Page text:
01/06/2014 02:00 pm ET Updated Mar 08, 2014

Syria: 2013 Was Bad, 2014 Will Be Worse

The conventional definitions of tragedy and collective misery seem to be out of place when it comes to Syria. The extent of the catastrophe there far surpasses even the most pessimistic predictions about this poor country. From the beginning of the crisis, it was the firm conviction of this blog that the violence there would dwarf anything we have ever witnessed in the Middle East. Regrettably it has, and it is NOT one of these situations when one is happy to write "we told you so."

The human suffering includes almost one third of the population which is displaced from its former places of residence, hundreds of fatalities [and I take the liberty of including in this figure those who are defined as missing], a material damage estimated in tens of billions, starvation in many parts of the country, and demolition of infrastructure to the extent that the country looks almost like it did a century ago.

2013 was the worst of the three years of the conflict, and this is so because the situation now is different than what it was in most of 2011 and the early parts of 2012.

Then, the regime still entertained the hope, turned out to be an illusion, that it could restore the situation to that of the happy days of the dictatorship, by strong-arm tactics on the one hand, and empty promises for reform, elections, and a new constitution on the other hand.

It all failed, so the regime resorted to the one last card in its possession, the use of indiscriminate violence, a war of extermination, pure and simple and so bloody, and yet the expected results are elusive.

Bashar Assad already lost the one united, stable Syria which his father worked so hard to establish. This Syria belongs to the past, in a way Syria of the Assads, portrayed as the "heart of Arabism," "the bastion of resistance to Israel," etc, proved to be yet another of the "dream palaces," which Fouad Ajami so ably described years ago, an illusion that force, more force and most possible use of force can do the trick, and create a REALLY stable state and society, in a place where people still cling to old, primordial loyalties, where sect and religion outweigh secular ideologies, as attractive as they may seem to some in the West, as unnatural and illegitimate as they are perceived in Syria, as well as in some of its neighbors.

2013 was the year when even the slimmest of chances and hopes for a realistic political solution proved unrealistic. There is simply no way in which the Alawites and Sunnis can agree on any workable formula for the future, and what makes bad things even worse is the fact that the Sunni rebels have proved unable to form a united front and the disintegration of Sunni society has become so deep that the internal civil war between various Sunni factions is almost as ferocious as that between them and the Alawite majority.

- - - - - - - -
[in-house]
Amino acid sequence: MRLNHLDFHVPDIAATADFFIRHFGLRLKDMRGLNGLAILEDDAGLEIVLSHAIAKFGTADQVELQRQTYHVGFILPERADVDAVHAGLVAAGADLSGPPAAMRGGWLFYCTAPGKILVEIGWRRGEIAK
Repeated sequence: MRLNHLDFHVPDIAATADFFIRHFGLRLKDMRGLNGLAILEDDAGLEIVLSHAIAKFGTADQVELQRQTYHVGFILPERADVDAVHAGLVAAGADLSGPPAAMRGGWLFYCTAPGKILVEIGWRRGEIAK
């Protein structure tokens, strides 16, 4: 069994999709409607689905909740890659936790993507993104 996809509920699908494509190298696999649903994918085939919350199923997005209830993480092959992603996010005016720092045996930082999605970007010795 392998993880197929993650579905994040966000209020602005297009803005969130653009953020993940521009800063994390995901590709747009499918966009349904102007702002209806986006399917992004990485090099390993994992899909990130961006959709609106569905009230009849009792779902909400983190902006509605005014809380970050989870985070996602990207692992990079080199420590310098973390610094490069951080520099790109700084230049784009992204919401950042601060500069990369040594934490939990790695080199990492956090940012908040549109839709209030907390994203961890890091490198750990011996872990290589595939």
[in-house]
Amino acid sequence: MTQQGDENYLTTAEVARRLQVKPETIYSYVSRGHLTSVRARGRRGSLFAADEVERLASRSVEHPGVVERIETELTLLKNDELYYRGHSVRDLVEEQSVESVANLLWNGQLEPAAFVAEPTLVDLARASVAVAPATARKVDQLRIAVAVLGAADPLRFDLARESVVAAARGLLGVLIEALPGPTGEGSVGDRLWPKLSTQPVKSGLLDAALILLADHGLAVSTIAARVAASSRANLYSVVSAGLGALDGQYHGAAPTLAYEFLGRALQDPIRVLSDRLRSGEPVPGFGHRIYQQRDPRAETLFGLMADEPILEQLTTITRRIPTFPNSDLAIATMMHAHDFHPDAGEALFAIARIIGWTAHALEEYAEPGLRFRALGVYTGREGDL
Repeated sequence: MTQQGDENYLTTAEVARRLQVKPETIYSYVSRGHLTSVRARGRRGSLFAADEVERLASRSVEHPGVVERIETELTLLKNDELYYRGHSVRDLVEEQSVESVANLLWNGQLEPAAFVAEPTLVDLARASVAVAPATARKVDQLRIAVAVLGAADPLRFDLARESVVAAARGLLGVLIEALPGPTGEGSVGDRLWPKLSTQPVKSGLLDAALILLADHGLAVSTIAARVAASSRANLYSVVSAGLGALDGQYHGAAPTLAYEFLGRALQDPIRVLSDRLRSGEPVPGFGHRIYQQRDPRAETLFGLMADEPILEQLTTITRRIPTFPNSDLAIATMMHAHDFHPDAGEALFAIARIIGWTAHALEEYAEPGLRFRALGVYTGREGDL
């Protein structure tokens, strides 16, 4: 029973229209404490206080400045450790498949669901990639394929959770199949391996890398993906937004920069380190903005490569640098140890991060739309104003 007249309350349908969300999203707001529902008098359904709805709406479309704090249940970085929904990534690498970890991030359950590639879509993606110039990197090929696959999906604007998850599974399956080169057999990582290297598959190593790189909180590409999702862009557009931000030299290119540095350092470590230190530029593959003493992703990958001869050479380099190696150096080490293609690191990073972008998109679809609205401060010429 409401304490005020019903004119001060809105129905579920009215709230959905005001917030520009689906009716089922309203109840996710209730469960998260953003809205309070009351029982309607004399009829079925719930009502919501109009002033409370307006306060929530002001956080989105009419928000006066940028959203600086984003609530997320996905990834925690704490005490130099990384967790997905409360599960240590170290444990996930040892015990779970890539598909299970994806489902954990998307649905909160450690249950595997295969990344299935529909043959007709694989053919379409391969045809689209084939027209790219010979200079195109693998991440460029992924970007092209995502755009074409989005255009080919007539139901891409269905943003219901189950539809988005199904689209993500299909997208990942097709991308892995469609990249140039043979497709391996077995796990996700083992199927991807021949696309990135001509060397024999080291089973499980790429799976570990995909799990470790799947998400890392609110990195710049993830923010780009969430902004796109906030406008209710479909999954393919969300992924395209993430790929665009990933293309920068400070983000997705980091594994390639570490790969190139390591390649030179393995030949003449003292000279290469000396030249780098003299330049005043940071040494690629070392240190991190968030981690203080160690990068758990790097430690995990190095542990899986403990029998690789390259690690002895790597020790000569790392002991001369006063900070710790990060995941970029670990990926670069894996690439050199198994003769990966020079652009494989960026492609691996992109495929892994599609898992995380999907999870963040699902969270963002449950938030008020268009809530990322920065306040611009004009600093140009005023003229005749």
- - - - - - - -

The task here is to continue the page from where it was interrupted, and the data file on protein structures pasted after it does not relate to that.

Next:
There, among the ruling Alawites as well the other minorities which support them, there is a much larger degree of internal unity than among the Sunnis, which are torn apart between different Islamic groups and also are unable to move beyond regional and local loyalties.

Sunni society in Syria has become much more fragmented in 2013 than ever before, while the minorities continue to function as they always done in times of internal predicament, they are much more united than the Sunnis, and what makes it easier for them to do it is the fact [not so much the Christians] that most of them reside in regions separated from the Sunni majority. It is no coincidence that most of the fighting takes place where there still are people from different sects living side by side. But that is going to change soon, during 2014, as the process of actual partition along sectarian/religious/ethnic lines will be completed. Ethnic refers to the existence in all but name of an autonomous Kurdish region in North-East Syria.

2013 proved also that there is no military solution to the crisis. Even a string of local successes of the Syrian army, most notably in the Qusayr-Homs region, proved insufficient. The army has simply not enough manpower to be able to occupy rebel strongholds and then to hold them. The Syrian army is considered an army of occupation by the vast majority of Sunnis, so after occupying a place there is a need to maintain some units there, and altogether there are not enough Alawites who can do it all.

So, in 2013, the regime had to appeal to its regional Sh'iite allies for help, and thousands of Iraqis and Lebanese, alongside Yemenis and of course Iranians, heeded the call, but with this dubious blessing to the regime came also the inevitable curse, as the sectarian character of the fighting became so obvious, something which solidified the resolve of the Sunnis, as fragmented as they are. The casualties sustained by the Hezbollah, as well as the Iraqi militias, have become significant; they weaken Assad's allies in Iraq and Lebanon and they triggered a mini civil war in Iraq, as well as a near one in Lebanon.

This is going to continue in 2014, perhaps even to intensify, and this is bad news, but what may prove the worst for the suffering Syrian people is the fact that the world outside of the Middle East, the US in particular, lost interest in the struggle, and with it lost the desire [if it ever really existed] to support the Syrians, not by a decisive military intervention, as well as not by increased humanitarian help.

On the other hand, the regional powers which are involved, especially Iran and its stooges, are still showing no signs of exhaustion, despite their losses. This state of affairs is a sure recipe to a continuation, in fact an intensification of the tragedy. 2014 will be a very bad year to the Syrian people.